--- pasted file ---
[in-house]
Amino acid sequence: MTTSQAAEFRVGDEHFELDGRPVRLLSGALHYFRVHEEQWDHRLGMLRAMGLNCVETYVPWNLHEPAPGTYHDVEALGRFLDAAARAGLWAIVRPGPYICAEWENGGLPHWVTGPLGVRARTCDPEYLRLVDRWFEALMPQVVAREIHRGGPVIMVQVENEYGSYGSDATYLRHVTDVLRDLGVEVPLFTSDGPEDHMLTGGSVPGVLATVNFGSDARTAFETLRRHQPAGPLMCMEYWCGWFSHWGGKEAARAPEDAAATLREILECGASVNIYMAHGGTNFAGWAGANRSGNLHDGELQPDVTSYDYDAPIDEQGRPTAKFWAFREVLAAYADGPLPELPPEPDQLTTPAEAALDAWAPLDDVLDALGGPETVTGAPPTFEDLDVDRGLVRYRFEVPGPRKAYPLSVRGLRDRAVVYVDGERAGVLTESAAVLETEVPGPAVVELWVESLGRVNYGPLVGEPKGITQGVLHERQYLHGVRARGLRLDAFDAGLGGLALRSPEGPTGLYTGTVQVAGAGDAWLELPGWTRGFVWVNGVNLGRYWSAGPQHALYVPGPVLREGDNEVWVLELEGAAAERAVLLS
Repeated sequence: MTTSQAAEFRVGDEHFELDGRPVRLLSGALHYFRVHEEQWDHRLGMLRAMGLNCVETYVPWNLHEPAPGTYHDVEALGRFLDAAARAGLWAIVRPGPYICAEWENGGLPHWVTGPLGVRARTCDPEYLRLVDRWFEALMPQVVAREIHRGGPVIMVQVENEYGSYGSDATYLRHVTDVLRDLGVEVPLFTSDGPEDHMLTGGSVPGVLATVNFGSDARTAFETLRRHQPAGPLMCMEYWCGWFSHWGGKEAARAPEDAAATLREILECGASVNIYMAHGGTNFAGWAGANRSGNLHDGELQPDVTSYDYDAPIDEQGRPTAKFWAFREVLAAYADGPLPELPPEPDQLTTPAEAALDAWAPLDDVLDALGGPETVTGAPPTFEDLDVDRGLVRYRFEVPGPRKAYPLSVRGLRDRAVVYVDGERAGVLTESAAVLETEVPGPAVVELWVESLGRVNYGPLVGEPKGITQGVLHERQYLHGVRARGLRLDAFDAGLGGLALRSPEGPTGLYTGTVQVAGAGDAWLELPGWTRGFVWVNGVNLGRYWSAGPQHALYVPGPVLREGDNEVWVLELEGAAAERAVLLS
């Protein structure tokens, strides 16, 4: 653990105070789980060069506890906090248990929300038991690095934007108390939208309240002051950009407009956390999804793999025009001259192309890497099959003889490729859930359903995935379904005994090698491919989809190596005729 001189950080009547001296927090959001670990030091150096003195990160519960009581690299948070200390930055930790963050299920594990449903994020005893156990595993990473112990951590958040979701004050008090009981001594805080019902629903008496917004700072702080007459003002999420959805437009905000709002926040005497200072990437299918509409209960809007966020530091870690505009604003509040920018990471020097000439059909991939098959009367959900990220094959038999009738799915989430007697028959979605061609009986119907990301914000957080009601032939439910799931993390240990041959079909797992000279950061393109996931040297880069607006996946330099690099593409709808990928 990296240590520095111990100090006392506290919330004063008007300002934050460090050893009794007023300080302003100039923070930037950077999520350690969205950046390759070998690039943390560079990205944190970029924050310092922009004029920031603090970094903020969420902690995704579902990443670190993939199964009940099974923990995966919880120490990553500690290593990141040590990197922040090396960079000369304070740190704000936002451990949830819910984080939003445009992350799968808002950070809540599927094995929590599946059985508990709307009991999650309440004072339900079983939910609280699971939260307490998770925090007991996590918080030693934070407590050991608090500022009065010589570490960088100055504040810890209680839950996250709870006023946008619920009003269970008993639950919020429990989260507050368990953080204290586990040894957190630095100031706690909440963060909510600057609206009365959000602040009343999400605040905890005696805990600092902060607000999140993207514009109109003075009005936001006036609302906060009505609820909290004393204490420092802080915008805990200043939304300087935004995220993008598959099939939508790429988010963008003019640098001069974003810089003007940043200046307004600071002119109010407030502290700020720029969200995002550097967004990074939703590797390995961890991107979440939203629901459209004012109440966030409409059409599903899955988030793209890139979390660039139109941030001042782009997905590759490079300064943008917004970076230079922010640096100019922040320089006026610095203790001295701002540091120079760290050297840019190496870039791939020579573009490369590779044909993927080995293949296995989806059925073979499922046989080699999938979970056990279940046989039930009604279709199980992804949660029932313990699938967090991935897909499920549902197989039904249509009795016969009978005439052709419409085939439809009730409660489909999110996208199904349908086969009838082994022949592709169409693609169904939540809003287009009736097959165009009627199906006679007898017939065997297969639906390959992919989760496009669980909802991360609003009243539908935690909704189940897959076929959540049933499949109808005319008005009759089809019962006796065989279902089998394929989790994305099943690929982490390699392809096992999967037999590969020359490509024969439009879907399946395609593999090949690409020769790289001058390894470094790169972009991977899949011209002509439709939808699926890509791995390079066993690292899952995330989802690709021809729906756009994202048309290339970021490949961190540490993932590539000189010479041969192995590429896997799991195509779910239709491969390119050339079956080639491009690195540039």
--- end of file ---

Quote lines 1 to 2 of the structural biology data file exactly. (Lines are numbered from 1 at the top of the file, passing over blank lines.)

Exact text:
[in-house]
Amino acid sequence: MTTSQAAEFRVGDEHFELDGRPVRLLSGALHYFRVHEEQWDHRLGMLRAMGLNCVETYVPWNLHEPAPGTYHDVEALGRFLDAAARAGLWAIVRPGPYICAEWENGGLPHWVTGPLGVRARTCDPEYLRLVDRWFEALMPQVVAREIHRGGPVIMVQVENEYGSYGSDATYLRHVTDVLRDLGVEVPLFTSDGPEDHMLTGGSVPGVLATVNFGSDARTAFETLRRHQPAGPLMCMEYWCGWFSHWGGKEAARAPEDAAATLREILECGASVNIYMAHGGTNFAGWAGANRSGNLHDGELQPDVTSYDYDAPIDEQGRPTAKFWAFREVLAAYADGPLPELPPEPDQLTTPAEAALDAWAPLDDVLDALGGPETVTGAPPTFEDLDVDRGLVRYRFEVPGPRKAYPLSVRGLRDRAVVYVDGERAGVLTESAAVLETEVPGPAVVELWVESLGRVNYGPLVGEPKGITQGVLHERQYLHGVRARGLRLDAFDAGLGGLALRSPEGPTGLYTGTVQVAGAGDAWLELPGWTRGFVWVNGVNLGRYWSAGPQHALYVPGPVLREGDNEVWVLELEGAAAERAVLLS